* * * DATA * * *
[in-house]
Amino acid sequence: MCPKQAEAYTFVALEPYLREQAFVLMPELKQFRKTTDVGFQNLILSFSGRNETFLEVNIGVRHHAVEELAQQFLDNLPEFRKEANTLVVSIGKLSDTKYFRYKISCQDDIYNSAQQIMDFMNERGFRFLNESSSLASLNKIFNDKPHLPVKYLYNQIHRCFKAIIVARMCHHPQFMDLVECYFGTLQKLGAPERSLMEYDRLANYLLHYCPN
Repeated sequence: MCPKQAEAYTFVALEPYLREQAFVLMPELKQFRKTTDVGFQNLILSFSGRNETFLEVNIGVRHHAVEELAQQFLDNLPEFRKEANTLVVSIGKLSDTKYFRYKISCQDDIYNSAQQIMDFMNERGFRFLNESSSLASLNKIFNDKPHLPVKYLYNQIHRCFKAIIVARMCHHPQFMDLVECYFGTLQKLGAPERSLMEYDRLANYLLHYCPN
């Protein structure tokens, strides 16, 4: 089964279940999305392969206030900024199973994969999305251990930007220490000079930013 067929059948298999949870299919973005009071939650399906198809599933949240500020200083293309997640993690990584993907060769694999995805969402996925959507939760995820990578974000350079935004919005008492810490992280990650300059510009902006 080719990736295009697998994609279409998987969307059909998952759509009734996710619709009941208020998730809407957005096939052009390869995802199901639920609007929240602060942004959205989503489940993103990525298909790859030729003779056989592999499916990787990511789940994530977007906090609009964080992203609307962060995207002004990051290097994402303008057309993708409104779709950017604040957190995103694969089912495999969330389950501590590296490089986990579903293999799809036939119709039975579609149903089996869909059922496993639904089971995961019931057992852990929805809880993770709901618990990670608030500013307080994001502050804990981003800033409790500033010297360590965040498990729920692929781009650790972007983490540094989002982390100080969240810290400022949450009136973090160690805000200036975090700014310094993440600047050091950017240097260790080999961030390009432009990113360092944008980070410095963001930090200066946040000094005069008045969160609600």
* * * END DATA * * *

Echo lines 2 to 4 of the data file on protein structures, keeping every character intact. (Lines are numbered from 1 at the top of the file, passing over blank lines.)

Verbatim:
Amino acid sequence: MCPKQAEAYTFVALEPYLREQAFVLMPELKQFRKTTDVGFQNLILSFSGRNETFLEVNIGVRHHAVEELAQQFLDNLPEFRKEANTLVVSIGKLSDTKYFRYKISCQDDIYNSAQQIMDFMNERGFRFLNESSSLASLNKIFNDKPHLPVKYLYNQIHRCFKAIIVARMCHHPQFMDLVECYFGTLQKLGAPERSLMEYDRLANYLLHYCPN
Repeated sequence: MCPKQAEAYTFVALEPYLREQAFVLMPELKQFRKTTDVGFQNLILSFSGRNETFLEVNIGVRHHAVEELAQQFLDNLPEFRKEANTLVVSIGKLSDTKYFRYKISCQDDIYNSAQQIMDFMNERGFRFLNESSSLASLNKIFNDKPHLPVKYLYNQIHRCFKAIIVARMCHHPQFMDLVECYFGTLQKLGAPERSLMEYDRLANYLLHYCPN
């Protein structure tokens, strides 16, 4: 089964279940999305392969206030900024199973994969999305251990930007220490000079930013 067929059948298999949870299919973005009071939650399906198809599933949240500020200083293309997640993690990584993907060769694999995805969402996925959507939760995820990578974000350079935004919005008492810490992280990650300059510009902006 080719990736295009697998994609279409998987969307059909998952759509009734996710619709009941208020998730809407957005096939052009390869995802199901639920609007929240602060942004959205989503489940993103990525298909790859030729003779056989592999499916990787990511789940994530977007906090609009964080992203609307962060995207002004990051290097994402303008057309993708409104779709950017604040957190995103694969089912495999969330389950501590590296490089986990579903293999799809036939119709039975579609149903089996869909059922496993639904089971995961019931057992852990929805809880993770709901618990990670608030500013307080994001502050804990981003800033409790500033010297360590965040498990729920692929781009650790972007983490540094989002982390100080969240810290400022949450009136973090160690805000200036975090700014310094993440600047050091950017240097260790080999961030390009432009990113360092944008980070410095963001930090200066946040000094005069008045969160609600």